Zimbabwe has struggled since longtime ruler Robert Mugabe’s reign came to an end in 2017. Analysts describe President Emmerson Mnangagwa’s first year in office as a period of indecisive and experimental policies.
Inflation in Zimbabwe has spiked at 175%, with fears of a return to the conditions of 2008, when the country recorded the world’s highest rate for the year — with the percentages for some months in the hundreds of millions. The costs of living have once again become unbearable for most ordinary people. Food is more expensive, and aid organizations are expecting acute shortages as a result of crop failure after Cyclone Idai in March.
“Politicians have failed us. Our economy is down. There are no jobs,” Hayden Sibanda, a bus attendant in central Harare, told DW. “Those available are not paying enough.”
Zimbabweans can hardly afford basic food, Sibanda said. “Most people are surviving on one meal a day,” he added. “Breakfast is now a luxury. You eat once in the afternoon or evenings. One can probably sleep hungry.”
An eventful year
Analysts describe President Emmerson Mnangagwa’s first year in office as a period of indecisive and experimental policies.
It all started in January, when the government decided to increase the price of fuel by 130%. Then, Zimbabweans protested the price hike — along with increasing levels of poverty, the poor state of the economy, and declining standards of living.
As the year progressed, several policy changes were effected without proper consultation. Chief among those decisions was the ban on the official use of the US dollar and other international currencies.
The government imposed the ban and announced the return of the Zimbabwe dollar, which had been abandoned following a dramatic loss in value in 2009. “The government has been experimenting with several policy measures,” the Harare-based economist Prosper Chitambara told DW.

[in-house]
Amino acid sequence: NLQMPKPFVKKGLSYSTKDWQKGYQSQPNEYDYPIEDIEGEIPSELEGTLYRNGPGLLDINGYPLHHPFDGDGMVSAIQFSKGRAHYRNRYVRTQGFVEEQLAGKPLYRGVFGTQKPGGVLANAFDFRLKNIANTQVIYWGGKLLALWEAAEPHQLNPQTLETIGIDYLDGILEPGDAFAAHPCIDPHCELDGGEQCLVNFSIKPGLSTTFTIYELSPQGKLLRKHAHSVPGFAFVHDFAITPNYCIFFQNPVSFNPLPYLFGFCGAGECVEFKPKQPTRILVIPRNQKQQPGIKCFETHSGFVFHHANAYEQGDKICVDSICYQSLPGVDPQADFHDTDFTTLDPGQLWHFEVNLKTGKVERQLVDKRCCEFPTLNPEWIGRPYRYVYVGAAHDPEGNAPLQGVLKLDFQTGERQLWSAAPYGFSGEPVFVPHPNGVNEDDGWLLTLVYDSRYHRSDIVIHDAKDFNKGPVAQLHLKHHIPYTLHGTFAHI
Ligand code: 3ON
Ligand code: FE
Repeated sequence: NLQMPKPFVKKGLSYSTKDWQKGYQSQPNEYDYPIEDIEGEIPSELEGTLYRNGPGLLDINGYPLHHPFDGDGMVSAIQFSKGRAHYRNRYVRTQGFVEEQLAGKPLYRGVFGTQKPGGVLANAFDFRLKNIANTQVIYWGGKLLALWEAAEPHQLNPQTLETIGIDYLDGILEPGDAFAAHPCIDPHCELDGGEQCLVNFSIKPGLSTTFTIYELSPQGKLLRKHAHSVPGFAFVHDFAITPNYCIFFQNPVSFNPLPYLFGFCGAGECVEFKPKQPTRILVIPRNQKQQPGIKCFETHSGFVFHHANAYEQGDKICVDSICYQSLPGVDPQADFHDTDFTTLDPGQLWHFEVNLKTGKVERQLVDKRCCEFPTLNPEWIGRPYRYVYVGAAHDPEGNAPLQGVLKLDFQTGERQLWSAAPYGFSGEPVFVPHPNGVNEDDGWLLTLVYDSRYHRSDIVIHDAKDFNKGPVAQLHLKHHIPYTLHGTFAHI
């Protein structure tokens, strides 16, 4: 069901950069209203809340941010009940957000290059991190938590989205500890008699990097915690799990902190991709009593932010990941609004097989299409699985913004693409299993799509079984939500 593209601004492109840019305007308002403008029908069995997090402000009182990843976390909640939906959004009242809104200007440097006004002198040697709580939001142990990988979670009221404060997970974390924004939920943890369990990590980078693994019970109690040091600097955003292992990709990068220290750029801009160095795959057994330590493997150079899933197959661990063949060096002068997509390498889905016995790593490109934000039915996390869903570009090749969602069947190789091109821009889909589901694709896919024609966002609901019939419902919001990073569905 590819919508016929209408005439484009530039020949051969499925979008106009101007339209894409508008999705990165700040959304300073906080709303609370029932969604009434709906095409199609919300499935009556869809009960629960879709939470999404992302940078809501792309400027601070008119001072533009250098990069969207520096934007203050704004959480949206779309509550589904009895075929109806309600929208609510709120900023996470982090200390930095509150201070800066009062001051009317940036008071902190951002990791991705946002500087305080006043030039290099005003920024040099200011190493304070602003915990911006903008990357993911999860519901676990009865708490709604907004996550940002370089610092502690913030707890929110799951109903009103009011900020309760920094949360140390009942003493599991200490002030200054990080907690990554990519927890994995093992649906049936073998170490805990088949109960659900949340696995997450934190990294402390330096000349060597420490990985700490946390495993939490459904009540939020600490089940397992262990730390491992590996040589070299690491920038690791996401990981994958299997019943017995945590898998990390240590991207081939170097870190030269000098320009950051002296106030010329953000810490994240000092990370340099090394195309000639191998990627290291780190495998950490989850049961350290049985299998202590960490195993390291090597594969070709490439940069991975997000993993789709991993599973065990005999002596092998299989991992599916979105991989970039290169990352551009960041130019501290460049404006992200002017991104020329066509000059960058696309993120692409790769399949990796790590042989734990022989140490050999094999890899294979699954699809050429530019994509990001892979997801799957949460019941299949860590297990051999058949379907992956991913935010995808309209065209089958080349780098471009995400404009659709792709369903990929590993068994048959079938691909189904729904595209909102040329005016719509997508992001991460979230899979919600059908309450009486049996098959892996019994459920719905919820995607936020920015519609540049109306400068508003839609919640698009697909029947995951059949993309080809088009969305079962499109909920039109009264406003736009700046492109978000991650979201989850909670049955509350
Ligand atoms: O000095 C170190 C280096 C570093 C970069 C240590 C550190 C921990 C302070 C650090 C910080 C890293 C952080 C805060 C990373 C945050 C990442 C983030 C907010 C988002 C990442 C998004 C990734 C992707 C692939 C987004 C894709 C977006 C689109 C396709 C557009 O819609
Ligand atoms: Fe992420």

“They are behaving like a drowning person who is clutching at straws,” Chitambara said, referring to the authorities. “Most of the policies that have been implemented are ad hoc, latching from one policy measure to another without addressing the structural policy impediments.”
Zimbabwe is experiencing its worst energy crisis in decades, with rolling blackouts running for 18 hours per day. This has severely affected the small production in industries. Some companies are now resorting to a five-hour night shift, the only time when electricity is available.
The crisis is blamed on drought, which has affected the country’s major hydro-power plant, as well as aging equipment at most of the coal-fired plants. Zimbabwe requires about 1,600 MW at peak periods but was only generating 1,400 MW before the crisis, with the deficit covered by imports from neighboring South Africa and Mozambique. To add insult to injury, the countries suspended exporting power to Zimbabwe, which owed the countries over $80 million (€72 million) total.
“Lack of constant power supply has dealt a big blow to the cost of doing business in Zimbabwe,” Chitambara said, adding that it will have a negative perception on the country as a preferred investment destination.
The World Bank has already predicted -3% economic growth for Zimbabwe in the coming year — the lowest in southern Africa.
Lack of cohesion
Analysts cite lack of social cohesion as one of the most significant setbacks in reviving the country’s economy. Though Mnangagwa has tried to woe international investors through his “Zimbabwe is open for business” rhetoric, this has yielded few results.
The political analyst Alexander Rusero told DW that much of the slow progress boils down to a lack of confidence, both on the domestic front and internationally. “The issue of dialogue in my view becomes very important because Zimbabwe is a highly divided society,” Rusero said. He added that no reasonable investor or government would believe in Mnangagwa — nor do almost half of Zimbabweans.
Mnangagwa’s administration has asked for patience, maintaining that institutional changes will bring results soon.